Workers assured of soft loans

Published by rudy Date posted on March 19, 2009

As jOB losses mount, the Social Security System will make available P500 million in emergency loans for its members who have been displaced by the global economic crisis.

The state pension fund made the announcement as Japan’s Fujitsu Limited said it was cutting 1,750 jobs in its computer disk-drive-producing plant in Calamba town of Laguna.

SSS president Romulo Neri said the pension fund is also looking at increasing its salary credit ceiling to P35,000 starting next year from P15,000 to give more benefits to its members at a time when the credit crunch is most felt.

“We found some funds we can use for the purpose of emergency loans. We had a problem before of trying to source the funds for these loans because we have reached the ceiling of 10 percent for emergency loans. We’re very grateful for the employees’ compensation program,” Neri said.

SSS earlier announced that it can no longer give loans to its unemployed members because it already exceeded its 10-percent investment limit for salary, calamity and emergency loans.

The agency administers the employees’ compensation program along with the Government Service Insurance System, a pension fund for state employees.

Neri said the government had utilized funds from the employees’ compensation program during crisis times in the past.

“We have cleared this with the legal vote of the Labor Department and our legal department, and they both agree this is within the legal framework,” he said.

But the SSS chief admitted that there could be risks of non-payment but stressed the state pension fund will remain healthy largely due to liquid reserve funds.

SSS members who have been jobless since Jan. 1 can avail themselves of loans of up to P15,000, payable within three years with a 10-percent interest per annum.

Members who have been separated or retrenched from employment from Jan. 1 onwards must meet the following requirements to avail of the loan facility:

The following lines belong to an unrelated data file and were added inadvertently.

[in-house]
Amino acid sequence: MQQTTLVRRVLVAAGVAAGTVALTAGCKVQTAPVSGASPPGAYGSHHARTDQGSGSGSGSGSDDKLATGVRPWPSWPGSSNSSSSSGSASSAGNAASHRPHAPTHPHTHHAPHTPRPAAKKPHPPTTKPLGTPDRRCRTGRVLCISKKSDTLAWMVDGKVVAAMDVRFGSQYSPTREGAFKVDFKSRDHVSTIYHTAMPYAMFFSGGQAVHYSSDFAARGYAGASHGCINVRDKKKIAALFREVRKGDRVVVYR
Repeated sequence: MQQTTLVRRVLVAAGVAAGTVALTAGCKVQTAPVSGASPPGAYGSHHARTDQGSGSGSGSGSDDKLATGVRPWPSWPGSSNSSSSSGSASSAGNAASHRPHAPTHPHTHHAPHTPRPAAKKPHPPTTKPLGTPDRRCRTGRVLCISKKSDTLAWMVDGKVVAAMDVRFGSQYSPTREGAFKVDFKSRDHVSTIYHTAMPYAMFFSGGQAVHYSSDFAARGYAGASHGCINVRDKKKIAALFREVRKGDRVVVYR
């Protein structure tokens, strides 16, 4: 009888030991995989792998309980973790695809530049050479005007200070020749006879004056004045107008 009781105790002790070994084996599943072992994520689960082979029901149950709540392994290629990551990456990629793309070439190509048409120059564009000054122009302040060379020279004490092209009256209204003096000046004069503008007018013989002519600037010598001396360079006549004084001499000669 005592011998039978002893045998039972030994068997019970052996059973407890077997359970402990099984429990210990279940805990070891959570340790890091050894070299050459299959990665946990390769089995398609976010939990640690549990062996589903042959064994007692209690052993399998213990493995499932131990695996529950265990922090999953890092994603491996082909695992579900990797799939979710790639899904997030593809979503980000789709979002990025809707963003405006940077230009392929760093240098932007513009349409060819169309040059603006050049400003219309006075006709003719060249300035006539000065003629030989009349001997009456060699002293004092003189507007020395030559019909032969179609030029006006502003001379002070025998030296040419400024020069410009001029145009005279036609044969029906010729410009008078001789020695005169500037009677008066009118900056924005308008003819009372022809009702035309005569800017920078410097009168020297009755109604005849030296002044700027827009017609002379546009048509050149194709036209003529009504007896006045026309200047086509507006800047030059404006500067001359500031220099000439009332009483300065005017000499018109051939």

-must have paid at least 12 monthly contributions prior to month of separation from employment;

-must be in good standing and must have paid at least six contributions for the calendar year 2008 and/or updated in loan amortization as of Dec. 31, 2008;

-must not have been previously granted refund of contributions, retirement or total permanent disability benefits; and

-must not have been disqualified by the Social Security Commission as a result of filing fraudulent loan application with the SSS.

Neri said the amount of the loan shall be based on the highest monthly salary credit for the past six months prior to month of separation from employment but must not exceed P15,000.

For a one-month loan, members must have accumulated 12 monthly contributions and for a two-month loan, members must have accumulated 24 monthly contributions prior to month of separation from employment.

As many as 45,000 Filipinos have lost their jobs since the global crisis broke out.

The government expects 800,000 people to lose jobs, mainly in the electronics and clothing sectors, before the downturn eases.

About nine million Filipinos, or 10 percent of the population, were without jobs or underemployed.

Fujitsu Ltd. joined other Japanese companies in reducing its work force in the Philippines, blaming the global economic downturn.

Workers have been offered early retirement packages to leave Fujitsu Computer Products Corp., which makes disk drives, said Ernesto Espinosa, a manager.

“We launched a voluntary leaving program and the reason for this is that because of the global recession,” he told Agence France-Presse. Fujitsu announced in Japan last month that it would sell an 80-percent stake to Japanese rival Toshiba Corp.

Labor Secretary Marianito Roque told reporters the government had been notified of the plan, which takes effect on April 18.

Espinosa said Fujitsu failed to save the jobs despite earlier efforts to cut working hours and overtime pay, which drastically reduced employees’ salaries.

“Because of that we have no other choice but to offer voluntary separation,” he added.

About 2,900 other workers will remain with the company, based in Calamba town. Joyce Pangco Pañares, Manila Standard Today with AFP

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